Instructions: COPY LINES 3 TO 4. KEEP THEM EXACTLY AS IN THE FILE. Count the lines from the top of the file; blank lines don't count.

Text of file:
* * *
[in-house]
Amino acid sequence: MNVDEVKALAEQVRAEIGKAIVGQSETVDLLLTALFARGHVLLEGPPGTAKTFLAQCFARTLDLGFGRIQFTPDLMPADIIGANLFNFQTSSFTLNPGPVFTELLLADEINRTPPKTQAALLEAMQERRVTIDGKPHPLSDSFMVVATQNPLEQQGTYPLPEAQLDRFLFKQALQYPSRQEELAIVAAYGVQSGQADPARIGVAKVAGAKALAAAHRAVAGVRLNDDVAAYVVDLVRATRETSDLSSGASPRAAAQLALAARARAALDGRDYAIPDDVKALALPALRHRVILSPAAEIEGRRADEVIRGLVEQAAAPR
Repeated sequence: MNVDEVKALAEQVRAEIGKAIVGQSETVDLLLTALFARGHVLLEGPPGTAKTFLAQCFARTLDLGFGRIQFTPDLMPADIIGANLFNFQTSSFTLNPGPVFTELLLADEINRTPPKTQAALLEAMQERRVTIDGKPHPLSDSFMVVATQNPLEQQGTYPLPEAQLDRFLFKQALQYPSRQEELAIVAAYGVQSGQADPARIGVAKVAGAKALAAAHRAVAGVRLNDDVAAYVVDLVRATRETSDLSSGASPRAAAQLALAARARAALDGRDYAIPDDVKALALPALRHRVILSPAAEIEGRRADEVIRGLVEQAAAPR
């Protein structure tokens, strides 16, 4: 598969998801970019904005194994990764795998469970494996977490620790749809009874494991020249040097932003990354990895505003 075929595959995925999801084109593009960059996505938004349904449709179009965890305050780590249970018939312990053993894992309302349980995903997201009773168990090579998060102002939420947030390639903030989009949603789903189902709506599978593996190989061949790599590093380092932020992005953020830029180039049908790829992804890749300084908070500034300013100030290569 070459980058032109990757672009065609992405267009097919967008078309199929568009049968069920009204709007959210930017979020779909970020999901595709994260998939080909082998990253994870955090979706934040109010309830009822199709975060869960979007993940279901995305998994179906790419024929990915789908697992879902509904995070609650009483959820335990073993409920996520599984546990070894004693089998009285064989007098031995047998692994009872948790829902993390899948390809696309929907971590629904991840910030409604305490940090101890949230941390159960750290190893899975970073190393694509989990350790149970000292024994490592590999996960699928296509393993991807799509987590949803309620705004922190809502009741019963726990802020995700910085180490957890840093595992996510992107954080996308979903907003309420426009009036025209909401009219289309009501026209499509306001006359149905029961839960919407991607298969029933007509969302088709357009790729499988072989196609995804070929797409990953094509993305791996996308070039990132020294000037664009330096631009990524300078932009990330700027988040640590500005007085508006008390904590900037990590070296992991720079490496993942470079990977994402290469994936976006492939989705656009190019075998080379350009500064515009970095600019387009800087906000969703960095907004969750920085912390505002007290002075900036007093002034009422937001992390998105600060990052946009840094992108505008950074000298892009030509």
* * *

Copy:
Repeated sequence: MNVDEVKALAEQVRAEIGKAIVGQSETVDLLLTALFARGHVLLEGPPGTAKTFLAQCFARTLDLGFGRIQFTPDLMPADIIGANLFNFQTSSFTLNPGPVFTELLLADEINRTPPKTQAALLEAMQERRVTIDGKPHPLSDSFMVVATQNPLEQQGTYPLPEAQLDRFLFKQALQYPSRQEELAIVAAYGVQSGQADPARIGVAKVAGAKALAAAHRAVAGVRLNDDVAAYVVDLVRATRETSDLSSGASPRAAAQLALAARARAALDGRDYAIPDDVKALALPALRHRVILSPAAEIEGRRADEVIRGLVEQAAAPR
């Protein structure tokens, strides 16, 4: 598969998801970019904005194994990764795998469970494996977490620790749809009874494991020249040097932003990354990895505003 075929595959995925999801084109593009960059996505938004349904449709179009965890305050780590249970018939312990053993894992309302349980995903997201009773168990090579998060102002939420947030390639903030989009949603789903189902709506599978593996190989061949790599590093380092932020992005953020830029180039049908790829992804890749300084908070500034300013100030290569 070459980058032109990757672009065609992405267009097919967008078309199929568009049968069920009204709007959210930017979020779909970020999901595709994260998939080909082998990253994870955090979706934040109010309830009822199709975060869960979007993940279901995305998994179906790419024929990915789908697992879902509904995070609650009483959820335990073993409920996520599984546990070894004693089998009285064989007098031995047998692994009872948790829902993390899948390809696309929907971590629904991840910030409604305490940090101890949230941390159960750290190893899975970073190393694509989990350790149970000292024994490592590999996960699928296509393993991807799509987590949803309620705004922190809502009741019963726990802020995700910085180490957890840093595992996510992107954080996308979903907003309420426009009036025209909401009219289309009501026209499509306001006359149905029961839960919407991607298969029933007509969302088709357009790729499988072989196609995804070929797409990953094509993305791996996308070039990132020294000037664009330096631009990524300078932009990330700027988040640590500005007085508006008390904590900037990590070296992991720079490496993942470079990977994402290469994936976006492939989705656009190019075998080379350009500064515009970095600019387009800087906000969703960095907004969750920085912390505002007290002075900036007093002034009422937001992390998105600060990052946009840094992108505008950074000298892009030509």